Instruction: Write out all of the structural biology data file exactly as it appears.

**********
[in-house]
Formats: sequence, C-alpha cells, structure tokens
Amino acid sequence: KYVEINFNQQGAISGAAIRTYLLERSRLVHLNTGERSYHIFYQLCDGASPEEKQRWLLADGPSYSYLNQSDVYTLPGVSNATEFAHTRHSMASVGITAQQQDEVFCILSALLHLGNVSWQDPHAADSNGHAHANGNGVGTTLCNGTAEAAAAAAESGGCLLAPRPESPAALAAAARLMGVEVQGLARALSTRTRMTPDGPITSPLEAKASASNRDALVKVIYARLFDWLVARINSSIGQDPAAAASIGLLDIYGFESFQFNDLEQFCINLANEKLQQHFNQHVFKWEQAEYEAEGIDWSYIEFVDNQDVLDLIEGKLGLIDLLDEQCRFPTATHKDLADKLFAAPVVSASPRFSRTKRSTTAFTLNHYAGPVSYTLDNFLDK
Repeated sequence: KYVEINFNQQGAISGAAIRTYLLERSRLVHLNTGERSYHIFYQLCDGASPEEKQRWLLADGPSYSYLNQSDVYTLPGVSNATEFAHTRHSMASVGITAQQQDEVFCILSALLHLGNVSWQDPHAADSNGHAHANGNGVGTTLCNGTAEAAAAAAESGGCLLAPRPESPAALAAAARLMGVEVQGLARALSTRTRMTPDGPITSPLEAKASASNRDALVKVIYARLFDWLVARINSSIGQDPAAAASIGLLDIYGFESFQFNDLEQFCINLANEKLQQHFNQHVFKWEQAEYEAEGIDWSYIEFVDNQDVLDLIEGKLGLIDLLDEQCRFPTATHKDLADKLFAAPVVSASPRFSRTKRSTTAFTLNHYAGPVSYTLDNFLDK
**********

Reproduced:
[in-house]
Formats: sequence, C-alpha cells, structure tokens
Amino acid sequence: KYVEINFNQQGAISGAAIRTYLLERSRLVHLNTGERSYHIFYQLCDGASPEEKQRWLLADGPSYSYLNQSDVYTLPGVSNATEFAHTRHSMASVGITAQQQDEVFCILSALLHLGNVSWQDPHAADSNGHAHANGNGVGTTLCNGTAEAAAAAAESGGCLLAPRPESPAALAAAARLMGVEVQGLARALSTRTRMTPDGPITSPLEAKASASNRDALVKVIYARLFDWLVARINSSIGQDPAAAASIGLLDIYGFESFQFNDLEQFCINLANEKLQQHFNQHVFKWEQAEYEAEGIDWSYIEFVDNQDVLDLIEGKLGLIDLLDEQCRFPTATHKDLADKLFAAPVVSASPRFSRTKRSTTAFTLNHYAGPVSYTLDNFLDK
Repeated sequence: KYVEINFNQQGAISGAAIRTYLLERSRLVHLNTGERSYHIFYQLCDGASPEEKQRWLLADGPSYSYLNQSDVYTLPGVSNATEFAHTRHSMASVGITAQQQDEVFCILSALLHLGNVSWQDPHAADSNGHAHANGNGVGTTLCNGTAEAAAAAAESGGCLLAPRPESPAALAAAARLMGVEVQGLARALSTRTRMTPDGPITSPLEAKASASNRDALVKVIYARLFDWLVARINSSIGQDPAAAASIGLLDIYGFESFQFNDLEQFCINLANEKLQQHFNQHVFKWEQAEYEAEGIDWSYIEFVDNQDVLDLIEGKLGLIDLLDEQCRFPTATHKDLADKLFAAPVVSASPRFSRTKRSTTAFTLNHYAGPVSYTLDNFLDK